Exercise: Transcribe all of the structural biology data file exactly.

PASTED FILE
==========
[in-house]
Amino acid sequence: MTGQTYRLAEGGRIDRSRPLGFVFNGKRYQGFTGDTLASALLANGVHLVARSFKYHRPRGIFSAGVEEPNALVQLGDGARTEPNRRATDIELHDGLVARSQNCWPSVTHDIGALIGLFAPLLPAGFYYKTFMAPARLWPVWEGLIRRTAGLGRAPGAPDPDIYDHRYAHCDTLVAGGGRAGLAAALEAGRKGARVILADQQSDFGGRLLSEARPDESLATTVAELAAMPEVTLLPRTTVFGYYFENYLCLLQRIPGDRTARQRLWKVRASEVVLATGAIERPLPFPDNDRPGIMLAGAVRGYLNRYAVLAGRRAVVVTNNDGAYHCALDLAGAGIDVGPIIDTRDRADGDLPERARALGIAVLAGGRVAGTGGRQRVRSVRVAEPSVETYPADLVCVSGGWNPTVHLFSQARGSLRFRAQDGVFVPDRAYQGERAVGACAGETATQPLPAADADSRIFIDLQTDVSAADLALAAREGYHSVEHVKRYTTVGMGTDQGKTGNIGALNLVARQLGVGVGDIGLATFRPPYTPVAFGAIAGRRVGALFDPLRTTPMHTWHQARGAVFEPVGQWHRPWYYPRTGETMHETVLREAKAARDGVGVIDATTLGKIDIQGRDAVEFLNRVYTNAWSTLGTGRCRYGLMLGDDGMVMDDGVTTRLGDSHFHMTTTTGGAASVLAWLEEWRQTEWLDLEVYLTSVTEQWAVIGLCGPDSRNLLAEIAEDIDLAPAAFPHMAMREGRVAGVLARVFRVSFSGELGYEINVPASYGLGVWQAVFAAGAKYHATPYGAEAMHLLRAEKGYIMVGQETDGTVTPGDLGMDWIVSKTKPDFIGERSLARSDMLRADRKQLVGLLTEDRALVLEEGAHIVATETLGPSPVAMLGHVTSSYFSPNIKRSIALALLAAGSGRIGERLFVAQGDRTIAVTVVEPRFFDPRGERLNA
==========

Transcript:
[in-house]
Amino acid sequence: MTGQTYRLAEGGRIDRSRPLGFVFNGKRYQGFTGDTLASALLANGVHLVARSFKYHRPRGIFSAGVEEPNALVQLGDGARTEPNRRATDIELHDGLVARSQNCWPSVTHDIGALIGLFAPLLPAGFYYKTFMAPARLWPVWEGLIRRTAGLGRAPGAPDPDIYDHRYAHCDTLVAGGGRAGLAAALEAGRKGARVILADQQSDFGGRLLSEARPDESLATTVAELAAMPEVTLLPRTTVFGYYFENYLCLLQRIPGDRTARQRLWKVRASEVVLATGAIERPLPFPDNDRPGIMLAGAVRGYLNRYAVLAGRRAVVVTNNDGAYHCALDLAGAGIDVGPIIDTRDRADGDLPERARALGIAVLAGGRVAGTGGRQRVRSVRVAEPSVETYPADLVCVSGGWNPTVHLFSQARGSLRFRAQDGVFVPDRAYQGERAVGACAGETATQPLPAADADSRIFIDLQTDVSAADLALAAREGYHSVEHVKRYTTVGMGTDQGKTGNIGALNLVARQLGVGVGDIGLATFRPPYTPVAFGAIAGRRVGALFDPLRTTPMHTWHQARGAVFEPVGQWHRPWYYPRTGETMHETVLREAKAARDGVGVIDATTLGKIDIQGRDAVEFLNRVYTNAWSTLGTGRCRYGLMLGDDGMVMDDGVTTRLGDSHFHMTTTTGGAASVLAWLEEWRQTEWLDLEVYLTSVTEQWAVIGLCGPDSRNLLAEIAEDIDLAPAAFPHMAMREGRVAGVLARVFRVSFSGELGYEINVPASYGLGVWQAVFAAGAKYHATPYGAEAMHLLRAEKGYIMVGQETDGTVTPGDLGMDWIVSKTKPDFIGERSLARSDMLRADRKQLVGLLTEDRALVLEEGAHIVATETLGPSPVAMLGHVTSSYFSPNIKRSIALALLAAGSGRIGERLFVAQGDRTIAVTVVEPRFFDPRGERLNA